Another fun source for pre-NA fans out there is "Early Innings: A Documentary History of Baseball, 1825-1908". It doesn't have statistical numbers, records, standings like Marshall Wright's NABBP book does, but it has a bunch of interesting articles from the time period. Its a collection of the primary source material interspersed with short comments by the editor(s).

-- Its got a box score from the 1858 All-Star Game that John Murphy keeps mentioning. HWright batted 9th and played "middle field' (cf?). Batting third and playing SS for Brooklyn was "Pidgeon" and seeing at how many other Atlantics are on the roster, I'm thinking that might be Dickey Pearce, but I'll never know for sure.

-- Its got a newpaper article advertising a private game organized by Pearce and Creighton where the proceeds go to them showing evidence of how players could get money for playing early on.
-- Its got Creighton's obituary in the paper which warns of the dangers of too much exercise!
-- Its got minutes from the 1866 NABBP meeting where the NABBP unaminously voted to prohibit games against teams that contained "one or more colored persons"
-- The box score from the 1867 game where Barnes/Spaulding's Rockford team upset GWright's Washington Nationals on their famous road trip.
-- Several articles on rules and the roles that each position played in the field.

Anyhow, there are some out there who have expressed interest in information like this so I thought I would pass it along.
   229. karlmagnus Posted: May 28, 2004 at 03:48 PM (#648910)
David, I fear we differ. I would argue that 2nd/7th/gone/gone is too much differentiation between players very close in quality. The ballot is only thin at the top; lower down each ballot is by definition fatter than the last as more new players become eligible than we elect. If Pearce is 7th but you prefer Pike, it should probably be no broader a spread than say 7/6/13/16. I had them 24/22/15/9 (well done, precisely the wrong order!) but now have them 13/14/15/16.
   230. David Concepcion de la Desviacion Estandar (Dan R) Posted: May 28, 2004 at 03:48 PM (#648911)
Was it really harder to amass bunches of hits back then, or just HR's? Seems to me that all the great deadball players did it--Collins, Speaker, Cobb (duh), Wagner, Nap. Crawford, Keeler, and Beckley were 2900+.
   231. karlmagnus Posted: May 28, 2004 at 04:01 PM (#648931)
Dan makes my point. Beckley moves in a pretty glossy crowd. We'd all elect the other 7, so why not Jake?
   232. DavidFoss Posted: May 28, 2004 at 04:07 PM (#648948)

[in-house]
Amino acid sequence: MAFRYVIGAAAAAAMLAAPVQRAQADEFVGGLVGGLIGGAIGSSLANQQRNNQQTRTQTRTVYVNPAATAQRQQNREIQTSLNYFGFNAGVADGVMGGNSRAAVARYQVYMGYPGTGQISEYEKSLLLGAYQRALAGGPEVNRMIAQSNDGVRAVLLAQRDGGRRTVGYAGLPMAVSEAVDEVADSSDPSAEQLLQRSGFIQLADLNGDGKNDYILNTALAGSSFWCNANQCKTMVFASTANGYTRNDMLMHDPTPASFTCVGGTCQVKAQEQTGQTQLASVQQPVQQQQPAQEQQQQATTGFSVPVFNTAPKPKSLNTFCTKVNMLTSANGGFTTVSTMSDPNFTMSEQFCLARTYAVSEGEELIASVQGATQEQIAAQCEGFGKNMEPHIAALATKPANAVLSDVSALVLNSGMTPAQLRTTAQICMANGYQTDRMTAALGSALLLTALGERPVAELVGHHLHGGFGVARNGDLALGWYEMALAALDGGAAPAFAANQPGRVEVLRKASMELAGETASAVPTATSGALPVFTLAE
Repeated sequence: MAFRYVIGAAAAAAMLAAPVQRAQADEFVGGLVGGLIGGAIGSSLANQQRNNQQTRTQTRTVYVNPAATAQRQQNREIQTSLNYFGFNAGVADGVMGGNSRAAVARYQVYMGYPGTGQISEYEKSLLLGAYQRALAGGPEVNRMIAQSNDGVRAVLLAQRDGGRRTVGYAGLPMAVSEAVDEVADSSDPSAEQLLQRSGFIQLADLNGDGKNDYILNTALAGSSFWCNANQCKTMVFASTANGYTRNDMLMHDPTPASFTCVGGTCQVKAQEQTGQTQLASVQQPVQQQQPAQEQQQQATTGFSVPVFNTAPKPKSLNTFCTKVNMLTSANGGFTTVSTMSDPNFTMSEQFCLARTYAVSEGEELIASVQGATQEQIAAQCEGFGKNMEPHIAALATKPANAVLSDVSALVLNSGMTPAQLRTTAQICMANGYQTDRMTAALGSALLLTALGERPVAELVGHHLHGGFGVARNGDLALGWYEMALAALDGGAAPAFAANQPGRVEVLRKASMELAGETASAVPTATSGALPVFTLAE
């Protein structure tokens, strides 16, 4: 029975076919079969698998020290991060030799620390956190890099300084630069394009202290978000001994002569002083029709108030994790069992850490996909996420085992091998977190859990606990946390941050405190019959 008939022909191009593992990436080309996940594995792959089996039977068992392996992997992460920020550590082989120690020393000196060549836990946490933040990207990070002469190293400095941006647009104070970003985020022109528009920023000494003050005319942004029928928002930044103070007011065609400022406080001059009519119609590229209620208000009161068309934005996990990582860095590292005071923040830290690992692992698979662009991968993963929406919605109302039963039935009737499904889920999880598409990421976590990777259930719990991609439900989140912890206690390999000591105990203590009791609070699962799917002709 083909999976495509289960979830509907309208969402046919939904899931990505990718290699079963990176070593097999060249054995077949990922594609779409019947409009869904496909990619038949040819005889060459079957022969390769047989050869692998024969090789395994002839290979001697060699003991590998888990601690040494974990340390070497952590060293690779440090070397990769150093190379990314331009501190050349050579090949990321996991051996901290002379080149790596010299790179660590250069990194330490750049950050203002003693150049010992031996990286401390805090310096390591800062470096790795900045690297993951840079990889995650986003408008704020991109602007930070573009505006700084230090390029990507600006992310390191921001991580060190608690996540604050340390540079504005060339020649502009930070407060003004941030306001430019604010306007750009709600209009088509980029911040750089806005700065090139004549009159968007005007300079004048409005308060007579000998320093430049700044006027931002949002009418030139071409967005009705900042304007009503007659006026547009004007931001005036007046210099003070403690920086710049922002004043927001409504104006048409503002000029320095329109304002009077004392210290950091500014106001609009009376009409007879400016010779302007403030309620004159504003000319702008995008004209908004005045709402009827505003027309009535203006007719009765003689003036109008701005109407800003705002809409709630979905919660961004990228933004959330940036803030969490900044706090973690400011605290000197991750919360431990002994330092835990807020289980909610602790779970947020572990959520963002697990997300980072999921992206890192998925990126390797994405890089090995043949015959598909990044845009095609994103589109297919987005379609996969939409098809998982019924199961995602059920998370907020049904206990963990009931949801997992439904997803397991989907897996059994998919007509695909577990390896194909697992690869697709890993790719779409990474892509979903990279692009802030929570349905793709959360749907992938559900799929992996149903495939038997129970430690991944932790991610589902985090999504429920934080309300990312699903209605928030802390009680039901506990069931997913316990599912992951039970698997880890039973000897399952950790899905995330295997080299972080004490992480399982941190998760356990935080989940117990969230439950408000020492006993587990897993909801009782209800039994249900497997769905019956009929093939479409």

David, I fear we differ. I would argue that 2nd/7th/gone/gone is too much differentiation between players very close in quality. The ballot is only thin at the top; lower down each ballot is by definition fatter than the last as more new players become eligible than we elect. If Pearce is 7th but you prefer Pike, it should probably be no broader a spread than say 7/6/13/16. I had them 24/22/15/9 (well done, precisely the wrong order!) but now have them 13/14/15/16.


OK... fair enough. Its just that players from different eras are jumping in between these guys. I have Thompson and Sheckard below Pike, but above Pearce. I have the similarly abbreviated careers of CJones, McGraw, Cravath better than Meyerle. I have Browning better than Meyerle. I happened to place the OF glut guys above Meyerle as well (VanHaltren, Ryan, Tiernan)... after that I don't really track the players much.

Pearce is an oddity because he was a SS from a earlier era, but I found room for a lot of people between Pike & Meyerle. Pike has 40% more MLB plate appearances and also about 2 extra years more before the NA too (where he played better than Meyerle) Perhaps I'm overrating Pike, but its easy to sneak a lot of players in between him and Meyerle.

Of course, large ballot position differences between players that may not be that different is typical of a thin ballot like this.
   233. karlmagnus Posted: May 28, 2004 at 04:12 PM (#648956)
I'd argue that Pike to Meyerle is a very small gap indeed. Meyerle's rate stats are significantly better, plus he was a 3B. One can find arguments why say the 4 90s OF should be above all 4, or below all 4, but not in my view splitting them.

To each his own, I guess!
   234. KJOK Posted: May 28, 2004 at 04:21 PM (#648971)
MLB games are won and lost based on how much better a team's players are than the available replacement level--not the absolute level of difficulty or impact.
They are also won and lost based on how much better (or worse) a team's players are than average...

The *only* thing that matters at the major league level, as far as I'm concerned, is value above replacement.

Depends on the timeframe and what question your trying to answer. If you're star is injured and you have to play tomorrow, replacement level is probably what you're interested in.

If one of your starters is out for the year or leaving for free agency, you should probably be looking at value above average.

If you're looking for who the greatest players of all time were, you should probably be looking AT LEAST at value above average starter level...
   235. John (You Can Call Me Grandma) Murphy Posted: May 28, 2004 at 04:37 PM (#649010)